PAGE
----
The contribution of white and gray matter differences to developmental dyslexia: insights from DTI and VBM at 3.0 T

C Steinbrink, K Vogt, A Kastrup, H-P Müller, F D Juengling, J Kassubek, A Riecker
Neuropsychologia 2008, 46 (13): 3170-8
Developmental dyslexia is one of the most common neuropsychological disorders in children and adults. Only few data are available on the pathomechanisms of this specific dysfunction, assuming--among others--that dyslexia might be a disconnection syndrome of anterior and posterior brain regions involved in phonological and orthographic aspects of the reading process, as well as in the integration of phonemes and graphemes. Therefore, diffusion tensor imaging (DTI) and voxel-based morphometry (VBM) were used to verify the hypothesis of altered white and gray matter structure in German dyslexic adults. DTI revealed decreased fractional anisotropy (FA) in bilateral fronto-temporal and left temporo-parietal white matter regions (inferior and superior longitudinal fasciculus). Significant correlations between white matter anisotropy and speed of pseudoword reading were found. In dyslexics, gray matter volumes (as measured by VBM) were reduced in the superior temporal gyrus of both hemispheres. So far, our results, based on a combined analysis of white and gray matter abnormalities, provide exceedingly strong evidence for a disconnection syndrome or dysfunction of cortical areas relevant for reading and spelling. Thus, we suggest that this imbalance of neuronal communication between the respective brain areas might be the crucial point for the development of dyslexia.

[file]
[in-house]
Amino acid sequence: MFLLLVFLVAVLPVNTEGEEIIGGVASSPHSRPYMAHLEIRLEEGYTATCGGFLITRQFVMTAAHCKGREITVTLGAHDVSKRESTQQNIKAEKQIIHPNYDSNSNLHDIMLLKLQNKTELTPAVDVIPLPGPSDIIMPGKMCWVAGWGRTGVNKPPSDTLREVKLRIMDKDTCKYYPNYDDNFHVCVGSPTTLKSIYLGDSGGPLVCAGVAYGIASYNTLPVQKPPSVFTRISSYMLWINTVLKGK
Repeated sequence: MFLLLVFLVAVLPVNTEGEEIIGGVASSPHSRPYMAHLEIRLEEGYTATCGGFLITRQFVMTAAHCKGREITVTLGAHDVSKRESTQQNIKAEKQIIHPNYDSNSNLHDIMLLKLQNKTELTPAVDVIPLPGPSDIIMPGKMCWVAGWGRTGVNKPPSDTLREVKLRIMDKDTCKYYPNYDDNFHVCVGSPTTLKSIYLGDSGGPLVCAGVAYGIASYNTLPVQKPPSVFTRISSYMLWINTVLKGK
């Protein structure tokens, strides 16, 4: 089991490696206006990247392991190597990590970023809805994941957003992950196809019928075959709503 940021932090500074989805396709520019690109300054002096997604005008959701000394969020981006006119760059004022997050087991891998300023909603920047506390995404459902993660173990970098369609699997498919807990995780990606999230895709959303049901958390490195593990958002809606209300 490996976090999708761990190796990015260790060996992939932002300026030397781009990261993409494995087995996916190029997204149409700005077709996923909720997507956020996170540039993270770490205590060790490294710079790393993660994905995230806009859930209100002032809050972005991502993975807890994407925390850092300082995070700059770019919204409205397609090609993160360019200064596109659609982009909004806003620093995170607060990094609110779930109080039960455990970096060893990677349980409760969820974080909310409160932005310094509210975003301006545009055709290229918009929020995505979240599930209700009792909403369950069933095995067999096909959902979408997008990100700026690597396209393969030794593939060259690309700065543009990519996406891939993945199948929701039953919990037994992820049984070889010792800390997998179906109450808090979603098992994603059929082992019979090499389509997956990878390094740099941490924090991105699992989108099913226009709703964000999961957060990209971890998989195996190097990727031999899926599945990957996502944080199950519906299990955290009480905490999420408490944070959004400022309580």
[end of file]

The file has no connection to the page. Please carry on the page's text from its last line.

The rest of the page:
Full Text Links

Find Full Text Links for this Article


You are not logged in. Sign Up or Log In to join the discussion.

Trending Papers

Remove bar
Read by QxMD icon Read

Save your favorite articles in one place with a free QxMD account.


Search Tips

Use Boolean operators: AND/OR

diabetic AND foot
diabetes OR diabetic

Exclude a word using the 'minus' sign

Virchow -triad

Use Parentheses

water AND (cup OR glass)

Add an asterisk (*) at end of a word to include word stems

Neuro* will search for Neurology, Neuroscientist, Neurological, and so on

Use quotes to search for an exact phrase

"primary prevention of cancer"
(heart or cardiac or cardio*) AND arrest -"American Heart Association"